Australia's community services workers spend every day providing help where it's most needed -- with youth, at women's refuges and homeless shelters, for people with disabilities. Up until now, they've struggled to survive on close to the minimum wage for their vital work.
A landmark decision has just granted them a desperately needed pay increase -- but Victorian Premier Ted Baillieu is refusing to fund the them, instead threatening cuts to front-line support services across the state.
Sign the petition now to tell Premier Baillieu to fully fund the pay increase without cutting community services supporting the state's most vulnerable.
THE FAIR WORK DECISION IN THE EQUAL PAY CASE:
Today, the Fair Work Australia full bench handed down a decision to award Social and Community Service (SACS) workers a pay increase of between 19-41 per cent in order to rectify the huge gender pay gap which sees those working in the SACS industry as some of the lowest paid in the country.
This is an historic victory for Australian women and caring professionals in particular. The decision recognises the talent, education and passionate dedication of SACS workers. Perhaps most importantly it respects the lives of those in Australian society who are vulnerable and excluded by saying that they deserve a sustainable and highly skilled workforce to support them to reach their full potential.
While the federal government and state and territory governments including SA, QLD, ACT and WA have all committed to funding the pay increase, whatever it takes, Premier Baillieu has not. Well… he did going into the state election. Then he back-flipped, leaving many Victorians who put faith in his promise feeling betrayed.
Unfortunately, Premier Baillieu has gone out of his way to prevent equal pay. He says that Victoria – the state that lead Australia’s recovery from the GFC - cannot afford to bridge the gender pay gap. It is for this reason that Fair Work Australia have ruled that, rather than the suggested six year phase-in period, pay increases will be phased in over eight years to allow governments such a Victoria extra time to implement the changes.
Premier Baillieu has suggested that being made to fund the gender pay gap means he will have to cut community support services to the Victorians who need them the most. He is saying that we cannot have both equal pay and an excellent community service sector, that we have to choose one or the other. What!?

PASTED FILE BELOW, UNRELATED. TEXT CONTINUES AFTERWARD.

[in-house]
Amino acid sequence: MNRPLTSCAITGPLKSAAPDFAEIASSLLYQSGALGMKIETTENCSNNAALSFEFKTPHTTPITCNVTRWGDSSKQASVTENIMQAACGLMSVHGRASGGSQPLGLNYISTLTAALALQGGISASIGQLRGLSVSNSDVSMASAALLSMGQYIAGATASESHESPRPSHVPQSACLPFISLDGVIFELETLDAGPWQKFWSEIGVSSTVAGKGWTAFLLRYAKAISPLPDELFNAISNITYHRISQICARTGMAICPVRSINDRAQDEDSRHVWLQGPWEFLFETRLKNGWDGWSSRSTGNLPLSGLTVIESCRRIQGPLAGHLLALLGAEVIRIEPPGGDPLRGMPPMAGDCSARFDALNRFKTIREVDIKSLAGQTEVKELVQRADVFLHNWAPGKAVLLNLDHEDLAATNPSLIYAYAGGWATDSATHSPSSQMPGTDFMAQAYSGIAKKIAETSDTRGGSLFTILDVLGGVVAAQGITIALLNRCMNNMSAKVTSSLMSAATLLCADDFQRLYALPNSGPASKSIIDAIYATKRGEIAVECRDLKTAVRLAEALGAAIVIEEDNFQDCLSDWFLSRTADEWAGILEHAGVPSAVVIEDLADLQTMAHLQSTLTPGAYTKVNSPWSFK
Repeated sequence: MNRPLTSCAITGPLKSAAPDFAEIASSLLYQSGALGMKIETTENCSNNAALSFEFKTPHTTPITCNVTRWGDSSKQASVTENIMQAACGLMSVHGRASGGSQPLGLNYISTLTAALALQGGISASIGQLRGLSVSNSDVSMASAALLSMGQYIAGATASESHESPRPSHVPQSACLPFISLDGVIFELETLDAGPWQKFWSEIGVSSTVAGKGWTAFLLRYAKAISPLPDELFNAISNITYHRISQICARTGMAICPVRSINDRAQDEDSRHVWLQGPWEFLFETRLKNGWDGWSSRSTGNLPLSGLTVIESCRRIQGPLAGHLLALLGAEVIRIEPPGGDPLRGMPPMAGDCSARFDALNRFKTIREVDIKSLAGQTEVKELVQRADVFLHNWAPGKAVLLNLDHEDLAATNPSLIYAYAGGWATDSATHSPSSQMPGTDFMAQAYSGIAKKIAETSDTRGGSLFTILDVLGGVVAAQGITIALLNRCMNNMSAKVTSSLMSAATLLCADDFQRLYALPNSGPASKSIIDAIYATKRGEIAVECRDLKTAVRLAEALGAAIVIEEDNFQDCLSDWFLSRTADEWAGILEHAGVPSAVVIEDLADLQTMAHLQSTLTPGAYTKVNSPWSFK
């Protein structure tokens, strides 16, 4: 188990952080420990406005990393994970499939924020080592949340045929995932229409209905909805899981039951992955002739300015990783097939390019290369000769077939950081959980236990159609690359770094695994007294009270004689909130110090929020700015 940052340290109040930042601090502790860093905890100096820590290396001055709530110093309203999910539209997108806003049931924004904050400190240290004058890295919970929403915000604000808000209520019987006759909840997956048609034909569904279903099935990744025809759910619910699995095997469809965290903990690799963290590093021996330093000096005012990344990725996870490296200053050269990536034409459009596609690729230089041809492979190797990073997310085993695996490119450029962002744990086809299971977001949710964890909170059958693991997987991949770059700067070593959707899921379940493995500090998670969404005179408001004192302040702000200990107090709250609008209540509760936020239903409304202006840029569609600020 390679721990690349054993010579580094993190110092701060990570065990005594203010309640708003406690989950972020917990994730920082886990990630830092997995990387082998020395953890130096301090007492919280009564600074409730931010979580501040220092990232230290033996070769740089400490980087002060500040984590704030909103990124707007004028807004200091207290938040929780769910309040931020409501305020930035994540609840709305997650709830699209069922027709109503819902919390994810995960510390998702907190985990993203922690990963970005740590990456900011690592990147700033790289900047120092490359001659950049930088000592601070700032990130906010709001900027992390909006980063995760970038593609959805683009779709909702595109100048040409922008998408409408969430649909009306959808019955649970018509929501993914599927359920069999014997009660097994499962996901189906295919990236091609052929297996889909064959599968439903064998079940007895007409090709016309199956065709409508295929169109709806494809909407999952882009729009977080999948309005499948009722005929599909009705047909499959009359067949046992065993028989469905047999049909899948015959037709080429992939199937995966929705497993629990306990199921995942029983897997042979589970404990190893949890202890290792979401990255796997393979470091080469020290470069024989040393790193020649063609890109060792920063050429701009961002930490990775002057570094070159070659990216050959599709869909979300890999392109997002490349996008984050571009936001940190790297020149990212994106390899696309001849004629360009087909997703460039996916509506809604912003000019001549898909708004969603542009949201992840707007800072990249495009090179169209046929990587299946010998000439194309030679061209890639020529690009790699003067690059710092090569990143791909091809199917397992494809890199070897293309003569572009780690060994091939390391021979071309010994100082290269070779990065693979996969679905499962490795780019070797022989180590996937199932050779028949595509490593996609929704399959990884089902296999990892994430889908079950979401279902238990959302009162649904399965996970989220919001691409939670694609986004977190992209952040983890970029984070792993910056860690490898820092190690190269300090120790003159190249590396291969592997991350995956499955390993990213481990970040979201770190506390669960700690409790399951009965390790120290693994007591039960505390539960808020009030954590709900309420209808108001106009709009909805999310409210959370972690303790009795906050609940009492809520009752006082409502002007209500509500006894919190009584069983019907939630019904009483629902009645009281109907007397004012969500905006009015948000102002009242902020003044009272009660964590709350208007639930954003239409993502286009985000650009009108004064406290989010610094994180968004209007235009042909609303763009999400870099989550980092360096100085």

As you’ve probably worked out on your own, this just isn’t the case. Victoria can afford a fairly paid SACS workforce and continue to provide support services to Victorians who need them. Not only can Victoria do this, but we have to. Fairness demands it. Moreover, funding equal pay is will strengthen services by increasing retention of skilled workers and attracting bright young minds to the SACS profession- the social workers, homelessness support workers, youth workers, refuge workers, community development workers, caseworkers and advocates of the future.
IT'S ABOUT PRIORITIES:
At its core, this is an issue about priorities. Just like most of us, Victoria doesn't have an endless pot of money. Instead, we have to think about what is most important to us and organise our spending accordingly. It is every society’s responsibility to help out their most vulnerable members, to get them back on their feet. This is what SACS workers do, and have done for decades, at a rate of pay that fails to reflect the skill of their work and the value and humanity of those whom they support.
If Premier Baillieu cares about having a fair, hopeful, inclusive Victoria, funding the equal pay increase and maintaining a strong support service sector is exactly what he needs to do!
WHAT YOU CAN DO:
Please tell Premier Ballieu that you won’t stand for a Victoria that doesn’t take care of its most vulnerable and excluded!
You can do so by signing the petition and getting your friends to do the same!
Katie D started this petition with a single signature, and now has 4,344 supporters. Start a petition today to change something you care about.